## Wednesday, 27 June 2012

### How Constrained is Constrained SUSY?

It has become standard lore in the theoretical physics community that the fact that the LHC is already on the edge of ruling out Supersymmetry (SUSY).  The reason is quite simple: the standard argument for SUSY, the hierarchy problem, would suggest that the supersymmetric partners (superpartners) of the Standard Model should have masses less than about one thousand GeV (where the proton has mass of about one GeV).  The LHC has not found those partners, and has published exclusion plots like this one:
 ATLAS LHC limits on Supersymmetry; stolen from Michael Kobel's talk at Planck 2012.
The different coloured lines correspond to the limits from different types of signals that could have been seen.  The areas below the lines are ruled out.  The coloured regions were either ruled out from earlier direct searches or theoretically.  The grey dashed lines correspond to superpartner masses in GeV; horizontally for the gluon superpartner, vertically for the quark superpartners.  Note that the regions for masses less than one thousand are almost entirely within the excluded region.

Now, there are a number of caveats, and a lot of work has been done in the last year to eighteen months exploring ways to get around these restrictions.  However, a recent paper by Balazs and his collaborators went back and examined the simplest situation more rigorously, and suggested that the LHC results have not actually had that much effect on the allowed parameter space.  How did they conclude this?  Join me below the fold!

To explain what's going on here, I'll need to describe a bit more detail about the theory of SUSY.  I want to construct the smallest supersymmetric theory possible.  I must include the Standard Model (since we've found that!), so my result will be the Minimal Supersymmetric Standard Model or MSSM.  The only new particles I add are the superpartners of the Standard Model1, and I the only interactions I add are those needed to preserve SUSY.  Doing this adds only one unmeasured parameter, which is essentially the Higgs mass2.  Unfortunately, the result is a theory that is ruled out by the failure to find, for example, the superpartner of the electron at the same mass!  That is, as I noted in an earlier post we must break SUSY.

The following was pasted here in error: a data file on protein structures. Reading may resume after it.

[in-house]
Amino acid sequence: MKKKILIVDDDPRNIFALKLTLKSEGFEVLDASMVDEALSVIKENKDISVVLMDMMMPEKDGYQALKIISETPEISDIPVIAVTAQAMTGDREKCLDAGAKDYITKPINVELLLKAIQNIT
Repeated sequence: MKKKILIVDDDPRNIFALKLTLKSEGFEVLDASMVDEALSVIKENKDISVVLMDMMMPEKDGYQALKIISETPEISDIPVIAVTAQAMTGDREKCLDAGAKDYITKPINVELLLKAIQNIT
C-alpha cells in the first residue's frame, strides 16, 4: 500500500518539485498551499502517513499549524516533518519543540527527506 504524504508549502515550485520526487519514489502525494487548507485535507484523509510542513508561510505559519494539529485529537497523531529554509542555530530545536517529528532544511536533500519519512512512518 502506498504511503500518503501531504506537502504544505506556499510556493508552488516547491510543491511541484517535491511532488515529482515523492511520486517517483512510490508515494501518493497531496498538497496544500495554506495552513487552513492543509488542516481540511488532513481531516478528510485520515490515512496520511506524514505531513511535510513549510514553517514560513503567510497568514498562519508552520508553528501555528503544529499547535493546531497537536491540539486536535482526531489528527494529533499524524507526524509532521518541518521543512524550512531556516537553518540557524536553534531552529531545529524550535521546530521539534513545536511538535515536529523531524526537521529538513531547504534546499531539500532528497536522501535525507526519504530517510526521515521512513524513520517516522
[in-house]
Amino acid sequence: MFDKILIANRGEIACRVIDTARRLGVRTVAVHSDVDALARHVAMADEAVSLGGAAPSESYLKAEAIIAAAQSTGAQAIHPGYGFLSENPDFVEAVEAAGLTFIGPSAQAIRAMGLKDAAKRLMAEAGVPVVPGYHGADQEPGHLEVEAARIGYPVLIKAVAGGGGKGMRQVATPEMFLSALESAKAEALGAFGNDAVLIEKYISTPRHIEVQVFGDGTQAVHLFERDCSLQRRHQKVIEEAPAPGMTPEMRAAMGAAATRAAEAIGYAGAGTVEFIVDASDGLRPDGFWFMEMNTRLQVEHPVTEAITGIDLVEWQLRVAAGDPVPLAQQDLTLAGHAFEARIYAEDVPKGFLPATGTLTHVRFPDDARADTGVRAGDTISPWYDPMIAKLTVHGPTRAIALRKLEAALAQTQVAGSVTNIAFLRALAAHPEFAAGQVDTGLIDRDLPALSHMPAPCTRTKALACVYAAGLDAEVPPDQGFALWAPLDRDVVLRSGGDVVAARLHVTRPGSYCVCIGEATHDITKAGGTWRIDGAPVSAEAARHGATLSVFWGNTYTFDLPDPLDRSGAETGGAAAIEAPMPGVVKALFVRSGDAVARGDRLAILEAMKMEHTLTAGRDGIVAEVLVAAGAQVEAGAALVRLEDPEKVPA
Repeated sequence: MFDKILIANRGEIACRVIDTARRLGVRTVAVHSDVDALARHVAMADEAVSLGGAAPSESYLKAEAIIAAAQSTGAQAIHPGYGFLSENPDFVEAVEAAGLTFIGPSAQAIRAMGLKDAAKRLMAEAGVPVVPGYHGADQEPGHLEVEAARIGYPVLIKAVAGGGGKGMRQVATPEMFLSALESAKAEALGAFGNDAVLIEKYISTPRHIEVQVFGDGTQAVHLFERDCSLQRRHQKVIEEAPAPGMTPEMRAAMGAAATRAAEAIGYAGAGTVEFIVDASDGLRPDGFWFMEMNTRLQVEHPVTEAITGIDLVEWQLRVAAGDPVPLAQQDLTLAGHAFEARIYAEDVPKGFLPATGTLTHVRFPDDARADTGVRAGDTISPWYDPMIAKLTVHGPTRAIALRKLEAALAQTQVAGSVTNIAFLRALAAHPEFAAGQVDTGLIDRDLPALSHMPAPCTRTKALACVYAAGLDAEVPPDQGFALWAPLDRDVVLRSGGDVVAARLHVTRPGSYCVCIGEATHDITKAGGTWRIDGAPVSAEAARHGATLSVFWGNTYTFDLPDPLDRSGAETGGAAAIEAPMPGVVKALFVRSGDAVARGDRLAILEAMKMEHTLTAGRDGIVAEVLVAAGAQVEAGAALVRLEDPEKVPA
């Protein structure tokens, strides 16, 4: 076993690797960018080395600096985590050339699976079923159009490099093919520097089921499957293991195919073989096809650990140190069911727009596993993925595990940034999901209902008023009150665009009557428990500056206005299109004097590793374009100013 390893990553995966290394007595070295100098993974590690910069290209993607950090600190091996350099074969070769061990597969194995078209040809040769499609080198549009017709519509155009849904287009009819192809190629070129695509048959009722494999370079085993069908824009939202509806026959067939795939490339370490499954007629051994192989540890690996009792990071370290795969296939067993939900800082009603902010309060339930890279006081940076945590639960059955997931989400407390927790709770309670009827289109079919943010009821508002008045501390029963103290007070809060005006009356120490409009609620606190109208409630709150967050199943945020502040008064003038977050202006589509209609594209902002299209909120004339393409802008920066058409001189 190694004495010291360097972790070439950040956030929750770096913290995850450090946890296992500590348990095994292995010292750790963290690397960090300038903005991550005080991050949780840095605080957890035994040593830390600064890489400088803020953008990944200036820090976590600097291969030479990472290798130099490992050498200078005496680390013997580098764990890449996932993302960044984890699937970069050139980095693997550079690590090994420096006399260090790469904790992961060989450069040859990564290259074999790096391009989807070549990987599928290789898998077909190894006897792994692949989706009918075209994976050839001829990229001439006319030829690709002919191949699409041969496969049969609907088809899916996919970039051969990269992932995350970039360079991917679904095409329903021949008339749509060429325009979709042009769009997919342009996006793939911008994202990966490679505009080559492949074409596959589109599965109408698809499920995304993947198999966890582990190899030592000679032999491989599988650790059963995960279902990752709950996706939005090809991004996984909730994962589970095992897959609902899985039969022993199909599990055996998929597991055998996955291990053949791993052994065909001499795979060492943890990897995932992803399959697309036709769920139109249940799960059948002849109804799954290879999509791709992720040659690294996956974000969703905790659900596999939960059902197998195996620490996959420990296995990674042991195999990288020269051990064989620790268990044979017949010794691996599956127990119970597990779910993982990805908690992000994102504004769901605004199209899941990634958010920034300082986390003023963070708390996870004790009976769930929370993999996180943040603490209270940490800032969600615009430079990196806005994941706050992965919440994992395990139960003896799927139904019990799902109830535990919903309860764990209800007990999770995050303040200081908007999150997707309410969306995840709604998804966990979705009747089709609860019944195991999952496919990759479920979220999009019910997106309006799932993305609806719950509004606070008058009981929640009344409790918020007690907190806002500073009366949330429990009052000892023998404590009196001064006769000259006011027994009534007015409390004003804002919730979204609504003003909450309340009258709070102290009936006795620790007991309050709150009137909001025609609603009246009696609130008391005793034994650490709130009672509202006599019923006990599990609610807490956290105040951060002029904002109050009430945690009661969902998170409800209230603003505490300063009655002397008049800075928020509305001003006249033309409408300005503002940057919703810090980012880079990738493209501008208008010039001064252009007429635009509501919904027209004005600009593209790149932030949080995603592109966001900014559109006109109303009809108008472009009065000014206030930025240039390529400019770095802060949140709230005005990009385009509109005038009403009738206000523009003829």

Breaking SUSY is a bit tricky.  I need to break it in a way that keeps the good features, such as the solution to the hierarchy problem, that motivated me adding supersymmetry in the first place.  It turns out that the way to do this is to add terms that are relevant at low energies.  Then, at high energies I have a supersymmetric theory; and at low energies a broken theory.  Because temperature is just a form of energy, I can think of this as a phase transition: the Universe cooled from a hot "gassy" supersymmetric phase to a cold "liquid" state like the one we observe.

So, to complete the MSSM I add all possible terms that only break SUSY at low energies, without adding any new particles.  How many new parameters do I get?

One hundred and five!

That's far too many to do be amenable to analysis.  What we have to do instead is find some simple model that "predicts" those 105 numbers.  As might be expected, a lot of different models have been looked at over the years; but one of the most popular is the Constrained MSSM, or cMSSM.  This model is based on the recognition that the 105 parameters can be grouped to:

• Masses for the superpartners of the Standard Model quarks and leptons (squarks and sleptons);
• Masses for the superpartners of the photon, gluon, W and Z (the gauginos);
• Couplings between the Higgs and the squarks and sleptons;
• A couple of extra Higgs parameters.
The cMSSM then assumes that one number defines each of the first three types of parameters; the last point consists of one number and a sign3.

The simplicity of the cMSSM has lead to it being the most common way for experimenters to present search limits on SUSY.  Such is the case for the example I used above; indeed, the horizontal (vertical) axis is the squark (gaugino) mass.  The simplicity also makes this model the most vulnerable to LHC searches.  Which leads us to the comments I made in the first paragraph, the fact that superpartners haven't turned up at the LHC seems close to ruling out (this version of) supersymmetry.

--

However, the LHC is far from the only or even the first experiment to be placing limits on the cMSSM.  In addition to direct searches from earlier experiments, there are a number of indirect constraints based on precision measurements of the W and Z, and even some low energy constraints based on rare decays.  One of the most important constraints relates to the Higgs.  Remember that the advantage of symmetries is that they restrict the forms of our theories.  Supersymmetry restricts the form of the Higgs sector, leading to the following restriction: